This time, he must have used a much larger vehicle because, when I checked the rides on my last visit, it looked like they had been cut with a combine harvester. The rides are both about 4m wide now, twice the width they should be and big enough to drive a truck down. All the wooden, tethering posts, used to keep the mist net poles secure and which took 2 days to measure out and hammer in, have been removed, presumably to enable the beast of a machine to gain access. Finally, to add insult to injury, none of the rides are straight and now run in shallow curves. Logistics were never my strong point, but I would have thought that removing the six posts on one side to gain access and using the remaining six posts on the other side as a guide could have resulted in a straight line. Given that Jack has proved unfailingly reliable in the past, I suspect he was inadequately briefed.
Never mind. A lesson learned. It will take me a day to sort out, rather than the two hours it would have required to cut them in by hand. I’ll have to hack back the vegetation on the outside of the curves to straighten them before re-measuring and hammering the tethering posts back in. Then I can set up and secure the mist net poles ready for action again. I suspect that they will end up looking like landing strips in the Amazon until some vegetation grows back next year!
Tree Pipit – South Milton Ley, 25th August 2018
I’m still struggling to get good numbers at South Milton this autumn. It seems that the bulk of passage may have already happened. Reports from the near continent and as far away as Georgia all suggest that southwards movement began early this year. For example, this year at the Loire Estuary, France, large numbers of Aquatic Warblers were recorded weeks before the normal peak, with a staggering 70 individuals trapped and ringed over a 16-day period at the end of July/early August. Batumi Raptor Count Tweeted: “Something interesting is going on this year: early Harriers, early Black Kites and just now already the first Imperial Eagle of the season. Two weeks earlier than the previous earliest bird (Sept 2nd). What’s going on up north?”.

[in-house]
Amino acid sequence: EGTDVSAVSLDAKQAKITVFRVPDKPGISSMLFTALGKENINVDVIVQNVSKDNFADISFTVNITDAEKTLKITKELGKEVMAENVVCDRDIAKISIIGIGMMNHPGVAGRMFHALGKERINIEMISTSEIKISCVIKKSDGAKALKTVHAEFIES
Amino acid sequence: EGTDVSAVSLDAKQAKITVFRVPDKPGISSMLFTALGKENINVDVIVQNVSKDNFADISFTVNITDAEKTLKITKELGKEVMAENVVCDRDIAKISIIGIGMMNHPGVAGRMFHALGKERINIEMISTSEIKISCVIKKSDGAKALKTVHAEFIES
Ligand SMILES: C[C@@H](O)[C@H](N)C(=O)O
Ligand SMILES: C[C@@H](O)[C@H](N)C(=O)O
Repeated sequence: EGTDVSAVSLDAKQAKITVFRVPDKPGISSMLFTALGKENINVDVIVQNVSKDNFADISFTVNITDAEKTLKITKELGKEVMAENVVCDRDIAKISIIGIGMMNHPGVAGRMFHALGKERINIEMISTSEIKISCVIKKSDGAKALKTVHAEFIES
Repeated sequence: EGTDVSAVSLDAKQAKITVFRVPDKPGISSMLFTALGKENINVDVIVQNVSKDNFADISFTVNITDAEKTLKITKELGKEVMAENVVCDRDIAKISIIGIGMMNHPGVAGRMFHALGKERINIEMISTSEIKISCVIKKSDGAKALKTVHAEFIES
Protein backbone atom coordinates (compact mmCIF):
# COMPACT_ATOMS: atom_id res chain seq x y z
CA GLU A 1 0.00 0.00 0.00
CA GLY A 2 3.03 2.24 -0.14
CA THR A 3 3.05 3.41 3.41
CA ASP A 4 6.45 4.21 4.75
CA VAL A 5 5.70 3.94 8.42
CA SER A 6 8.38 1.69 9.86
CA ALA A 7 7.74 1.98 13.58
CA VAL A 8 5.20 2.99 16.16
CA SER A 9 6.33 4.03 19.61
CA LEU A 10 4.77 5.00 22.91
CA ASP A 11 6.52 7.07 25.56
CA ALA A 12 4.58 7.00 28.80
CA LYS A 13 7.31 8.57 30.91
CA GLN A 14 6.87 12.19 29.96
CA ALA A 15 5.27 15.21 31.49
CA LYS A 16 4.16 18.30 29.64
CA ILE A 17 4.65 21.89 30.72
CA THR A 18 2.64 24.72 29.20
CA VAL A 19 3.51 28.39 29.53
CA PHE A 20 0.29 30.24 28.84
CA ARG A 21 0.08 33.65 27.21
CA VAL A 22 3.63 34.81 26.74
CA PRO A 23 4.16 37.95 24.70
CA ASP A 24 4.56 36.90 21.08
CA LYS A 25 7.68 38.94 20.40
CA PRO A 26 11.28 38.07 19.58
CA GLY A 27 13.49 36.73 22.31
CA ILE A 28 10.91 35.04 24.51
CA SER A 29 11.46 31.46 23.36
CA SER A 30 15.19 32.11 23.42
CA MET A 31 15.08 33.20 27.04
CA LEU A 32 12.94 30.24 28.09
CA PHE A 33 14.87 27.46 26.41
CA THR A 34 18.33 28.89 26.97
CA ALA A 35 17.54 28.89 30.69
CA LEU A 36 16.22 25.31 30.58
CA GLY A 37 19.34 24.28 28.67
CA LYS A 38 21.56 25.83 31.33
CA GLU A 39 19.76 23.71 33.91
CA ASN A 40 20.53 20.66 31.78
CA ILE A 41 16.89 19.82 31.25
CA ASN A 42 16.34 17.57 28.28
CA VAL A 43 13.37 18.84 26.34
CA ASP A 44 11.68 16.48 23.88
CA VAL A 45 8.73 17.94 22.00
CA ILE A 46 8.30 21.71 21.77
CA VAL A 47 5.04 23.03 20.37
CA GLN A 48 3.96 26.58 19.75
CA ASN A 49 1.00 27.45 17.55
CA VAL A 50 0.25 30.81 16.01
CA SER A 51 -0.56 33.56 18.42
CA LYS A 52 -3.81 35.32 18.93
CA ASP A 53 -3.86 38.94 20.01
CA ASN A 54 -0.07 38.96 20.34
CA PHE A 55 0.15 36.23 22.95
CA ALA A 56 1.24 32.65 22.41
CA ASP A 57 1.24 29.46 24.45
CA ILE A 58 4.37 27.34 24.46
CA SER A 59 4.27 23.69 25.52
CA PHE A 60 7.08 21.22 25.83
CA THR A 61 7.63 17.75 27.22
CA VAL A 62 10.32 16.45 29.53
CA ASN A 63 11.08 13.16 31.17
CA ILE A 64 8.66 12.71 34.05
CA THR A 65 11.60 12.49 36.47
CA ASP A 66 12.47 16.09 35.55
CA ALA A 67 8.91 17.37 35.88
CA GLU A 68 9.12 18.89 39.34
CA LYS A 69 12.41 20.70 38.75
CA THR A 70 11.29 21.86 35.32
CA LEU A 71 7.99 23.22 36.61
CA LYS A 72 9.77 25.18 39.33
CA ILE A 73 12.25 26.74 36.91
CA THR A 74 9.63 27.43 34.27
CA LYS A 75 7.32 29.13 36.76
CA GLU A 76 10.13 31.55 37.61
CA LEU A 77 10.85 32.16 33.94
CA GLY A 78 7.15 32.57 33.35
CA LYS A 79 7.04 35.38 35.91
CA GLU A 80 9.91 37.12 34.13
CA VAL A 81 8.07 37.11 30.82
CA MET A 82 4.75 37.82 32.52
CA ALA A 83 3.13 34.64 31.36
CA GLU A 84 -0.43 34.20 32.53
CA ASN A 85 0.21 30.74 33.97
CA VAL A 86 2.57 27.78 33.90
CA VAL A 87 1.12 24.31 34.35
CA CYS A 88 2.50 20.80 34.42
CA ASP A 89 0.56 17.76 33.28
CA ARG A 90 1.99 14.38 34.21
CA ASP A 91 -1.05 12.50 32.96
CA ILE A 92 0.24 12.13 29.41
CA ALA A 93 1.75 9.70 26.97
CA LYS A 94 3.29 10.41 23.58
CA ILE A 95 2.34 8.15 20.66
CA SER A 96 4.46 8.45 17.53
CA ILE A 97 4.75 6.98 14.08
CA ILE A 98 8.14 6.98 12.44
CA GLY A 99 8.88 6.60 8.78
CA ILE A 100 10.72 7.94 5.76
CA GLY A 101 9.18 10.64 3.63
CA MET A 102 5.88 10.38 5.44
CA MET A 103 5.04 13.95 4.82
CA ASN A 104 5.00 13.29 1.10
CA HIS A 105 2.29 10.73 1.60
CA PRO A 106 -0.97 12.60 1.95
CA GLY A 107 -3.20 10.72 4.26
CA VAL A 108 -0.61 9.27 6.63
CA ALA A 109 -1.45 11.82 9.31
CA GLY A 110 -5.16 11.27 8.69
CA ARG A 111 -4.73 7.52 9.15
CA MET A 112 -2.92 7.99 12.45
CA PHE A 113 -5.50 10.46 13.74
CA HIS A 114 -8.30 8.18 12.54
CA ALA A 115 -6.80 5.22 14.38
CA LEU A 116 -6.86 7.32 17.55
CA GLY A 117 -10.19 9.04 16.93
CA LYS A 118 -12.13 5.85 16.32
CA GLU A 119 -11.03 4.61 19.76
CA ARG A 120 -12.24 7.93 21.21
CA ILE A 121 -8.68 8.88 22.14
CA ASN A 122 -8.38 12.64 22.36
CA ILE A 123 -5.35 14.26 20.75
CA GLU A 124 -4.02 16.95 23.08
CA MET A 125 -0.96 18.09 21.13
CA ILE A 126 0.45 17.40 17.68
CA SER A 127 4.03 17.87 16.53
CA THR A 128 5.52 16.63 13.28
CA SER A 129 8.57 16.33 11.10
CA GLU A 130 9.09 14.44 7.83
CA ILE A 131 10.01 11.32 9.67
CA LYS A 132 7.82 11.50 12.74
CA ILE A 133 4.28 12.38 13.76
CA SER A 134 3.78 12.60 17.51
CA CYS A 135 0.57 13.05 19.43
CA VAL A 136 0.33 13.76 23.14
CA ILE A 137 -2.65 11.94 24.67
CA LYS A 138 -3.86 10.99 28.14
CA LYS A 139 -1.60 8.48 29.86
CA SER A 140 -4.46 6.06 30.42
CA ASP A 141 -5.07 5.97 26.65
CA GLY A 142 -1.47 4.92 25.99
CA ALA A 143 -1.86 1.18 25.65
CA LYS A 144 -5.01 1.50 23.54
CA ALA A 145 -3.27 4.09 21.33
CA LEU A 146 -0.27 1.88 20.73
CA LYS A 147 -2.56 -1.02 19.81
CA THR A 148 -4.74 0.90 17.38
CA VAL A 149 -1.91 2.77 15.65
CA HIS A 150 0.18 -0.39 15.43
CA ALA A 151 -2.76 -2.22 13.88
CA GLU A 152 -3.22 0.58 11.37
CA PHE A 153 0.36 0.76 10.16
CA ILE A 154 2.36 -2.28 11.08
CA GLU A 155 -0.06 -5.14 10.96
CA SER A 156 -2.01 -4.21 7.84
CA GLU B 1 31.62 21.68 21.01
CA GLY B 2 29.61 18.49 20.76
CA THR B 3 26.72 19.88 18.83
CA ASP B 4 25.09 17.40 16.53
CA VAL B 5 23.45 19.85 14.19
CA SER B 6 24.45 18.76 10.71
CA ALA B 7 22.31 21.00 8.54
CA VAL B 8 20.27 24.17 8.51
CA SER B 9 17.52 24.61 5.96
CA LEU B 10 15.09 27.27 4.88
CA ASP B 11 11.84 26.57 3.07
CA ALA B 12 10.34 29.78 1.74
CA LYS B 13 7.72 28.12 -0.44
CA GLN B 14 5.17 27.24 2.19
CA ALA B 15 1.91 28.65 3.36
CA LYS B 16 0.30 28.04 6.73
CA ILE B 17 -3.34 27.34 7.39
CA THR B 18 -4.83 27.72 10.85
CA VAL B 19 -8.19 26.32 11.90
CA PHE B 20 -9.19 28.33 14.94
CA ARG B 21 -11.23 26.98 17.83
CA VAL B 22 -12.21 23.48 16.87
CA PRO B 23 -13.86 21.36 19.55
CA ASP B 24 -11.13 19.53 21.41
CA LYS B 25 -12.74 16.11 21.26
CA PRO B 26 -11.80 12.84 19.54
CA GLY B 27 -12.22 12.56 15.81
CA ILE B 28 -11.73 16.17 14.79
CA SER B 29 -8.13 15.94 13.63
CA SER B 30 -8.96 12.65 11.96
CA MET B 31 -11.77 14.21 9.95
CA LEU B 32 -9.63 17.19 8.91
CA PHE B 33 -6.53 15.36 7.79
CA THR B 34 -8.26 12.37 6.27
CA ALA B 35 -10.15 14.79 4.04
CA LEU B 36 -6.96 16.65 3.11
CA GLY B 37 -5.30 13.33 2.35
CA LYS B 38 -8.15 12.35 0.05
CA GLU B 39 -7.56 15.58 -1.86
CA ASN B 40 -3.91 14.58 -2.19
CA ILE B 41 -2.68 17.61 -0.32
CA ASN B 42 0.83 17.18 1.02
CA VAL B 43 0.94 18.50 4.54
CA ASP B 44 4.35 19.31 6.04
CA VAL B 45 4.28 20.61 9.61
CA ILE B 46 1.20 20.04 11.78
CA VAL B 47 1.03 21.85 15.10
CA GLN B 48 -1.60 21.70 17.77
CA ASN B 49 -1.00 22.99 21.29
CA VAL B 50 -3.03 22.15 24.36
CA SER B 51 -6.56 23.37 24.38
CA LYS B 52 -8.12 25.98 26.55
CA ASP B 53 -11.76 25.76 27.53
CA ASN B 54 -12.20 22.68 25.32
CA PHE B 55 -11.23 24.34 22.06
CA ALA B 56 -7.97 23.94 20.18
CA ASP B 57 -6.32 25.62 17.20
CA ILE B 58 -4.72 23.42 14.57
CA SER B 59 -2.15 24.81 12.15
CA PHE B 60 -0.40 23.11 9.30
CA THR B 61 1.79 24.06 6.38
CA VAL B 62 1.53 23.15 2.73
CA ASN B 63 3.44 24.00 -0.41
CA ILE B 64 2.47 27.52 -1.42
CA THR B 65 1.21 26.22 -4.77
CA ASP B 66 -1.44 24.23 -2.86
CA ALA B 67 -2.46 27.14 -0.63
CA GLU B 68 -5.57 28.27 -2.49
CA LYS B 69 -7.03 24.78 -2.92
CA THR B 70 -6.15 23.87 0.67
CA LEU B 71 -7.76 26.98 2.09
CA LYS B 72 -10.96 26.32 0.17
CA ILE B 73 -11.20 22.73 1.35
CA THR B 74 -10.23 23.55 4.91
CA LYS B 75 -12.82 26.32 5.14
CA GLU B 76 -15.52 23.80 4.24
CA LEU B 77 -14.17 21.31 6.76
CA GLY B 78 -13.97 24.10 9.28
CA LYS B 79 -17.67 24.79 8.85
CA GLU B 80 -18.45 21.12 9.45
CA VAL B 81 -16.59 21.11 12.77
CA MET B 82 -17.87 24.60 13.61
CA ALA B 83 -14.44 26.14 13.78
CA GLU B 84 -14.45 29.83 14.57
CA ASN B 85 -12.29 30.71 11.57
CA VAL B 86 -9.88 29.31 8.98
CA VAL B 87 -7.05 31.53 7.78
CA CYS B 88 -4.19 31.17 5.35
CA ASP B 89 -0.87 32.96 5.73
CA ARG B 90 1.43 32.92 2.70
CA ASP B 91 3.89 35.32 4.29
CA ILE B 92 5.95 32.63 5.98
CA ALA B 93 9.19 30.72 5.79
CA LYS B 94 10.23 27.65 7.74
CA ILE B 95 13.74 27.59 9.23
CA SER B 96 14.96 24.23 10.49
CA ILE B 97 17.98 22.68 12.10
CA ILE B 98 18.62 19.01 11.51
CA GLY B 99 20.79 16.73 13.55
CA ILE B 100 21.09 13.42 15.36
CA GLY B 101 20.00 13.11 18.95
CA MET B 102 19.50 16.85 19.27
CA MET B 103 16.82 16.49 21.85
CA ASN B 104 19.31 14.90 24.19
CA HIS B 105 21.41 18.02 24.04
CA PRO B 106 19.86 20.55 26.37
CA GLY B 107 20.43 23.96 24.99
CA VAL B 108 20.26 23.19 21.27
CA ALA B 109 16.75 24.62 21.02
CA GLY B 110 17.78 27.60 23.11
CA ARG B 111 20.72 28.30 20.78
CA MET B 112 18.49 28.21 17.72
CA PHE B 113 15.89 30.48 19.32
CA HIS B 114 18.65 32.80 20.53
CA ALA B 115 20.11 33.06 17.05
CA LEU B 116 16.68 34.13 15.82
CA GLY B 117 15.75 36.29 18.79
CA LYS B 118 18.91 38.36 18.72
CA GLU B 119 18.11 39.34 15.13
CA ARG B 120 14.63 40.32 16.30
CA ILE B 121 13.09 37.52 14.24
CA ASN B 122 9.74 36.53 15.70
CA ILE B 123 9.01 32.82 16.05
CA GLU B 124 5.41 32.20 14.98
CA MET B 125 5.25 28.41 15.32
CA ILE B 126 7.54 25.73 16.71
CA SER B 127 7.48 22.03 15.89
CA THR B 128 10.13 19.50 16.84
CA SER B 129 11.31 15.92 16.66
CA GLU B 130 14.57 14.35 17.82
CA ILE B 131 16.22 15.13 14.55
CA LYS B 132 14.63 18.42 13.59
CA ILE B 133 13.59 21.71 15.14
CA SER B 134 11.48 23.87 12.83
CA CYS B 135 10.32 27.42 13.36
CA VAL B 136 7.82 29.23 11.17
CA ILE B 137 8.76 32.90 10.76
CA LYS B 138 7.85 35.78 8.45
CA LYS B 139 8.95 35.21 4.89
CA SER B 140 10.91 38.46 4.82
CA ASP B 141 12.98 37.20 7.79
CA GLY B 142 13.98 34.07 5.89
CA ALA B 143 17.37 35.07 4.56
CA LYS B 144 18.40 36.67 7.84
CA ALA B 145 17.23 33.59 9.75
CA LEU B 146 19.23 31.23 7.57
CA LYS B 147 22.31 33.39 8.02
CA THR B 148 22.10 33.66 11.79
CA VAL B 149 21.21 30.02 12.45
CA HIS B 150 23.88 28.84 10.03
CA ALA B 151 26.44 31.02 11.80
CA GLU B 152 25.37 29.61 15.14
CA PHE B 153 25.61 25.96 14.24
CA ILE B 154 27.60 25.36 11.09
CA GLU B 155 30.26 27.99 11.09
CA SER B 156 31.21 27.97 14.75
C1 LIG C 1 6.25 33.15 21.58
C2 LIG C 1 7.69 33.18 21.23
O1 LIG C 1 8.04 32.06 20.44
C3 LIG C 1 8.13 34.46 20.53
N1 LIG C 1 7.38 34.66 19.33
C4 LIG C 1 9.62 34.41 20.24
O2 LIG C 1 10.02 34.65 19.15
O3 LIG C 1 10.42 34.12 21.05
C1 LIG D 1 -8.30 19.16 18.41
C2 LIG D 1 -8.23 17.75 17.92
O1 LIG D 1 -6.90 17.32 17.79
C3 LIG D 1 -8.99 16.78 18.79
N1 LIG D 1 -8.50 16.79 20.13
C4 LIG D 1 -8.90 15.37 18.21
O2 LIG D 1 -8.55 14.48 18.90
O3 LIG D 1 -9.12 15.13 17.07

So, just 41 birds today was not really a surprise, with a smattering of migrants amongst the resident species. Almost all were trapped in the first couple of hours and everything had dried up by mid-morning: 2 Blackbird, 9 Blackcap, 2 Blue Tit, 1 Bullfinch, 3 Dunnock, 1 Great Tit, 4 Reed Warbler, 7 Sedge Warbler, 2 Tree Pipit, 6 Willow Warbler and 2 Wren.
Tuesday 21st August 2018
Having caught your attention with the possibility of something good, I must confess that unfortunately my hands were the only things that were purple after processing a number of blackcaps that had been feasting on blackberries. An occupational hazard for ringers at this time of year. Birds were hard to come by today – particularly poor for the middle of August. Perhaps the persistent SW winds have held things up or kept birds on the other side of the Channel.
I only saw two Willow Warblers in 5 hours and not a single Tree Pipit responded to my tape lures, (I caught 16 here last August). However, there were just enough birds to keep me occupied and the first young Kingfisher of the year plus a juvenile Great Spotted Woodpecker was a bonus.
44 birds were ringed: 1 Blackbird, 10 Blackcap, 2 Blue Tit, 1 Garden Warbler, 1 Great Spotted Woodpecker, 1 Kingfisher, 6 Reed Warbler, 2 Robin, 18 Sedge Warbler and 2 Wren.
Male Great Green Bush Cricket 14/08/2018
A hard drive failure has prevented me from updating the blog this week. Luckily, I had suspected that it was terminally ill and almost everything except for a few recent files had been backed up. It’s still taken me a couple of days to get the new pc set up and all the files and software re-installed though. Two relatively uninspiring ringing sessions on the 14th and 17th were both terminated early due to increasing wind strength and a lack of birds. Just 71 new birds in total: 9 Blackcap, 1 Blue Tit, 2 Dunnock, 1 Great Tit, 18 Reed Warbler, 1 Robin, 26 Sedge Warbler, 1 Tree Pipit, 11 Willow Warbler and 1 Wren.
Passage birds on the 14th included a steady trickle of hirundines down the valley c. 150 Swallow and 15 House Martin with 5 Swift. Another juvenile Marsh Harrier passed through NW at 09:30. 2 Swifts also passed through on the 17th and the first Kingfisher of the autumn flew up South Milton Stream. The main interest was a couple of additions to the insect list, both sufficiently large for me to spot and identify. The first was a Great Green Bush Cricket on the 14th, followed by a Hornet Robberfly, Britain;s largest predatory fly, on the 17th.
Hornet Robberfly Asilus crabroniformis 17/08/2018